Friday, December 2, 2016

ENT: Adeh Gbolahan-- Why no artiste should perform with CDs at concerts

Posted By: young kizzye - 10:41:00 PM


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Budding musician, Gbolahan Adeola Jeremiah aka Adeh Gbolahan, is passionate about propagating Africa to the world through his music, which he describes as ‘Unstyled.’ In this chat with Star Tracker, he speaks about his career and future goals.
Enjoy… Beyond that, how would you define your style of music? I’m an eclectic guitarist and I play mostly at Jazz festivals. I think the best way to define my music is ‘African.’

Afro music is inbuilt for me. I also describe myself as ‘Unstyled’ musician; I could do Afropop, Afrobeat, Afrojazz, Afrofusion, Afro-highlife etc. In my latest song, ‘You and I,’ I have a potpourri of genres in there such as jazz, highlife and the likes.

Tell us more about your latest song, ‘You and I’ I thought I needed to do a love song in an African style. ‘You and I’ is a wedding song that has deep lyrics. It was produced by ace beat-maker, Wole Oni. I want to implore everybody to go online and download the song, and I can assure them that they would enjoy it and wouldn’t regret doing so.
So far, the response has been positive and overwhelming, and I appreciate everyone who supports me. Do you think Nigerians appreciate love songs? Yes, they do very well. Especially when it’s a matured song, and not dirty.

Tell us about some of your other songs? A lot of my songs are gospel. I have ‘Slavery,’ ‘Iwo ni mo ni’ which was recorded in South Africa; ‘Ose Baba’ featuring Segun Obe. It seems most of your songs are gospel? My first album was gospel, but my newer songs border on inspiration and love.

Do you think the likes of Davido and Wizkid do Afro music? Yes, they do. Their style is called Afro-pop, fused with highlife, hip-hop and other genres of music.
I started playing music professionally in 2010. When I started, I was playing the guitar for established artistes such as Segun Obe, Kenny K’ore, Nigga Raw, Ice Prince, Tiwa Savage, among others.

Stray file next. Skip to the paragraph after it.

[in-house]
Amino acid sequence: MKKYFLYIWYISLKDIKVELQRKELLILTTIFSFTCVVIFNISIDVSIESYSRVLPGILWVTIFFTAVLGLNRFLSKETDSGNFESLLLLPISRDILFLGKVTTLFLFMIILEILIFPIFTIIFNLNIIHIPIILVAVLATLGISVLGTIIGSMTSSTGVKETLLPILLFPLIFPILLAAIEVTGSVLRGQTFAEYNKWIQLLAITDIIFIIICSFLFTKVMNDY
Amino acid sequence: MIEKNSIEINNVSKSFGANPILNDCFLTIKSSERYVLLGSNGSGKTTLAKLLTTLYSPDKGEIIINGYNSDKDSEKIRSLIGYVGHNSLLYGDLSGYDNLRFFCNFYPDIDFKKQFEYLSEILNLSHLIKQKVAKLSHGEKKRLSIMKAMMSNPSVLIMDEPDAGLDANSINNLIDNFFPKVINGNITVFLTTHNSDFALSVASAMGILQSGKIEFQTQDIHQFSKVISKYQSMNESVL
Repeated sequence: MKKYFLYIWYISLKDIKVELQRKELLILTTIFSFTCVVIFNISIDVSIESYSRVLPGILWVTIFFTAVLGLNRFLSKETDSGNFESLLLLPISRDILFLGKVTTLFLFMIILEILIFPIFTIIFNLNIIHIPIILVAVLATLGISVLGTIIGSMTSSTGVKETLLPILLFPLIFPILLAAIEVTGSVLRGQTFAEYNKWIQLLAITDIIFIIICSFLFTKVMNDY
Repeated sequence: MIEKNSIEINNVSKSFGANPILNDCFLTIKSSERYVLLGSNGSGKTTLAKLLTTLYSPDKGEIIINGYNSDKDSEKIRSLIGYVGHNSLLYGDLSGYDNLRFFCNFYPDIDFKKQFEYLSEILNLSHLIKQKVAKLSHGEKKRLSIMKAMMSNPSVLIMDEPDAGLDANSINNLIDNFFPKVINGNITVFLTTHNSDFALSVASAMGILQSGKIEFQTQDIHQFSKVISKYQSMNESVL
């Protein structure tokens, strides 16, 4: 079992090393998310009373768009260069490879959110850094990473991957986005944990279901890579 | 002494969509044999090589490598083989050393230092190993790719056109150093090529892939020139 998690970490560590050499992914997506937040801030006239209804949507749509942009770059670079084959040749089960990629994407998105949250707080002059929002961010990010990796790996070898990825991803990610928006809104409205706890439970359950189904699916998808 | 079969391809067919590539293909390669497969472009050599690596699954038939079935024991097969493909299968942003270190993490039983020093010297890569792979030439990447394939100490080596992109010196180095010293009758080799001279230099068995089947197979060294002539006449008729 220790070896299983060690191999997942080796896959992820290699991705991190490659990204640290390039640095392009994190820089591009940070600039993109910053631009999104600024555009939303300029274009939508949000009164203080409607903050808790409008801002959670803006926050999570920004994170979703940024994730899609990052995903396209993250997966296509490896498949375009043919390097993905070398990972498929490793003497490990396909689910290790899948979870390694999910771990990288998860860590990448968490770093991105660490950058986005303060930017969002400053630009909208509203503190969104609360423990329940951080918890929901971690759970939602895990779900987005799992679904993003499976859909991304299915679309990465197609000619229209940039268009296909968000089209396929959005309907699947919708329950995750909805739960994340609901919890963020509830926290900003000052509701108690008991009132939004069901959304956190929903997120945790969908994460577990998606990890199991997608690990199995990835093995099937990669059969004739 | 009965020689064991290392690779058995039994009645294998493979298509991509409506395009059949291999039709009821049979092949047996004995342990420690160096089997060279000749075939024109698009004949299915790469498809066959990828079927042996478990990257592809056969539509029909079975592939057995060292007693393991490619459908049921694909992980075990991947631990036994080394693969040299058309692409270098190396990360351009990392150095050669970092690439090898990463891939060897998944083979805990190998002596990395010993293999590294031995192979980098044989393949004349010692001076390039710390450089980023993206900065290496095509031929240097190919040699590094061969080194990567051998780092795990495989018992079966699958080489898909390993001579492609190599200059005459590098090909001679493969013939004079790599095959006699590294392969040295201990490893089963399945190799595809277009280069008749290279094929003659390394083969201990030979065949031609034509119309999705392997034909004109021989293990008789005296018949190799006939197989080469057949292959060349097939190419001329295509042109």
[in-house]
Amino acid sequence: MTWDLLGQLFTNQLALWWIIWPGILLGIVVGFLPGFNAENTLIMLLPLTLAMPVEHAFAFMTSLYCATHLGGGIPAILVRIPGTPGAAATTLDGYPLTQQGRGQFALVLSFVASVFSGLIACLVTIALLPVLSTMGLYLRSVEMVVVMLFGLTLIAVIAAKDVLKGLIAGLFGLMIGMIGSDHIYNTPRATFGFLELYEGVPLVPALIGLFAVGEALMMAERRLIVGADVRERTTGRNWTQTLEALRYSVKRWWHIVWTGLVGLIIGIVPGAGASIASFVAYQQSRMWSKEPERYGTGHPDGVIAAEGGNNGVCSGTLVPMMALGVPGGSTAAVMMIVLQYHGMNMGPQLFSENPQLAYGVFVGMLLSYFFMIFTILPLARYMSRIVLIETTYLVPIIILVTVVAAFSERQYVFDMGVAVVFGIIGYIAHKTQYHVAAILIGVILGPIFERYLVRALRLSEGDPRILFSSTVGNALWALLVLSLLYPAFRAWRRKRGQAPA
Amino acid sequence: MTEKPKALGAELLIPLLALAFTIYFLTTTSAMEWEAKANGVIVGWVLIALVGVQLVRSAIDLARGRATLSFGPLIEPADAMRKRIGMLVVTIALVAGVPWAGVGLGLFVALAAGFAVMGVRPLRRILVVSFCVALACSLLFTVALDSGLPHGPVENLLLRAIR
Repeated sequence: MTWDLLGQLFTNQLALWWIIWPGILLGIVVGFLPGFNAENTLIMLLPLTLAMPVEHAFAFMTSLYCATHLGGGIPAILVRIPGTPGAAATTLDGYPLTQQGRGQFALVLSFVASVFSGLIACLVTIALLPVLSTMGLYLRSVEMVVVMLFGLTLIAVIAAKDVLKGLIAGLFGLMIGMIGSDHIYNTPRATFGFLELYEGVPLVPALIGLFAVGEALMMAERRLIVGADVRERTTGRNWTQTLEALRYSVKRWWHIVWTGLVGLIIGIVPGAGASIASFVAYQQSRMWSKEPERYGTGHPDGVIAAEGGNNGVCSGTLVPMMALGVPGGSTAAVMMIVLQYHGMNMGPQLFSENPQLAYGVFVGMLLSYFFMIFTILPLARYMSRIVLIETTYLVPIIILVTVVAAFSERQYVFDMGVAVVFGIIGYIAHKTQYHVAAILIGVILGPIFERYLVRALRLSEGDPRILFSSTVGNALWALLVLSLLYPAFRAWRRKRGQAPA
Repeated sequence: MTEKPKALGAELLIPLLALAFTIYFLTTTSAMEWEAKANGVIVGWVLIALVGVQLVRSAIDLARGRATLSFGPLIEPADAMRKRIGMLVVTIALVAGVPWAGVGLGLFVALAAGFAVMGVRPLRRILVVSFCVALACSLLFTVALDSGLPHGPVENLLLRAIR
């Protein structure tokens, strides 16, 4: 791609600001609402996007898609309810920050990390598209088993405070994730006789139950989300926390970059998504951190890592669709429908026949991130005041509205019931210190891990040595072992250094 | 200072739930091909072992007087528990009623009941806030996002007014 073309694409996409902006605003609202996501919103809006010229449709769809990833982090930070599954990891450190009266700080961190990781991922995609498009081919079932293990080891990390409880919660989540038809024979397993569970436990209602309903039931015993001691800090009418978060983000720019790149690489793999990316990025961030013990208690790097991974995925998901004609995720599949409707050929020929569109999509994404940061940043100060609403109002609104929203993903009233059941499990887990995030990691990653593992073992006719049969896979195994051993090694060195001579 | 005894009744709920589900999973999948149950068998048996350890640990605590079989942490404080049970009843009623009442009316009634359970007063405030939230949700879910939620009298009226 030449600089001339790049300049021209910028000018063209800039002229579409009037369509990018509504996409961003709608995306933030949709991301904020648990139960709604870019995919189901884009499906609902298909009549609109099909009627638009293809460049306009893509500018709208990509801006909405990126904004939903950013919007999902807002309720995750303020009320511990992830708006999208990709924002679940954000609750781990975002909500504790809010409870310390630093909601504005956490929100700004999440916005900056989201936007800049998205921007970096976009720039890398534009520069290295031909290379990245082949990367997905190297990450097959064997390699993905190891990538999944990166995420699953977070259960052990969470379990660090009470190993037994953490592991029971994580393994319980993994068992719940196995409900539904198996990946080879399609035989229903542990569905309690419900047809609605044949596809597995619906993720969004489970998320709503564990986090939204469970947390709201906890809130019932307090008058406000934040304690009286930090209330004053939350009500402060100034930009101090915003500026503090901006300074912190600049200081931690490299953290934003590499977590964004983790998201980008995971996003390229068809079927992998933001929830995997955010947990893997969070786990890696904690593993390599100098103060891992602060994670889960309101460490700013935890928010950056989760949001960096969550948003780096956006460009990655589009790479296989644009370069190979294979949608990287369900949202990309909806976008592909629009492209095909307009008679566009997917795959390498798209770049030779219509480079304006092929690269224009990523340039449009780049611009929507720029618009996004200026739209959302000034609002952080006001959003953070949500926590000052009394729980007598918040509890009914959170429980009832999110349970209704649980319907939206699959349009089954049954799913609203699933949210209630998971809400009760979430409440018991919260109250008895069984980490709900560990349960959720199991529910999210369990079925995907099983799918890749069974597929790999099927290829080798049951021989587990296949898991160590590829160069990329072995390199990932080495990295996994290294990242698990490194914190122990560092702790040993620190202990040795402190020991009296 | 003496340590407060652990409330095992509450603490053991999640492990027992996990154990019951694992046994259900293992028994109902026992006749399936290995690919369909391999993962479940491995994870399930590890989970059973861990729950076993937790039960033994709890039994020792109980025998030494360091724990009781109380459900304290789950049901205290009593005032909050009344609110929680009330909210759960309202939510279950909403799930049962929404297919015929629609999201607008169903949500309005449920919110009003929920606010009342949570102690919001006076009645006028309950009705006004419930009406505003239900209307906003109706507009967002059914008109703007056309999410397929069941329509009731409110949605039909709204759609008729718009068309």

That must have been a period of tutelage for you;
what did you learn from playing for these artistes? I won’t say it was a tutelage period, because I was already a professional by then. They only contracted my service to be part of their band. However, they were all fantastic, and I enjoyed the time I spent with them. I also learnt craftsmanship from them.
Music is beyond just playing instruments or recording in the studio; you also need to connect with your fans.
What are the challenges you’ve faced so far in your music career? Acceptance by parents and family is a tough one, especially when they spent a lot of money to send you to school. At a point, finance was also a challenge. You mean finance is no longer an issue? (Smiles). I’d just say things are better now. Are you signed to any record label? No. but I have people that have interest in me, and they have always supported me.
Your educational background? I have a Diploma in Industrial Relations and Personnel Management and a BSc in Marketing, both from Lagos State University.
What do you actually want to achieve with your music? With the style of music I do, I see myself as one who showcases African culture. There are a lot of traditional African folk tunes that I will like to export to the world.
Do you think there is a place for Afro music on the global stage? Yes, there is. A lot of Nigerian artistes are already getting international attention. Besides, there are elements of Afro in the music of many international artistes such as Jay Z and Drake.
There’s a belief that a lot of Nigerian songs don’t carry messages, what do you think about that notion? Well, I think whoever writes a song has a reason for doing so, and they have a target audience in mind. I can tell you categorically that some people don’t like to listen to songs with messages; all they want is to dance to the beat. These are the hard truths we now face. However, I don’t do music without messages.
How do you derive inspiration for your music? Life situations, basically. When I was at LASU, there were a lot of chaotic situations, and things like that propel me to write songs. Some of my songs like ‘Aluta’ and ‘Testimony’ were actually inspired by real-life situations. Nature also affects my writing process.
If you were in a position to change one thing in the Nigerian music industry, what would it be? No artiste should perform with CD at concerts. Everybody should play with live band. That way, we would improve and promote our brand.
Which artistes do you admire? In Nigeria, I admire people like King Sunny Ade (KSA) and Ebenezer Obey. And on the international scene, I admire the likes of George Benson, Chuck Lowes, among others. How do you unwind? I watch movies, and I hang out with positive-minded friends. By the nature of what we do, depression sets in some times, so having positive-minded people around you helps a lot.
How would you describe your fashion sense and style? Just one word: Afro. You can’t detach that from everything about me. I like to appear African, and portray Africa in a good light.

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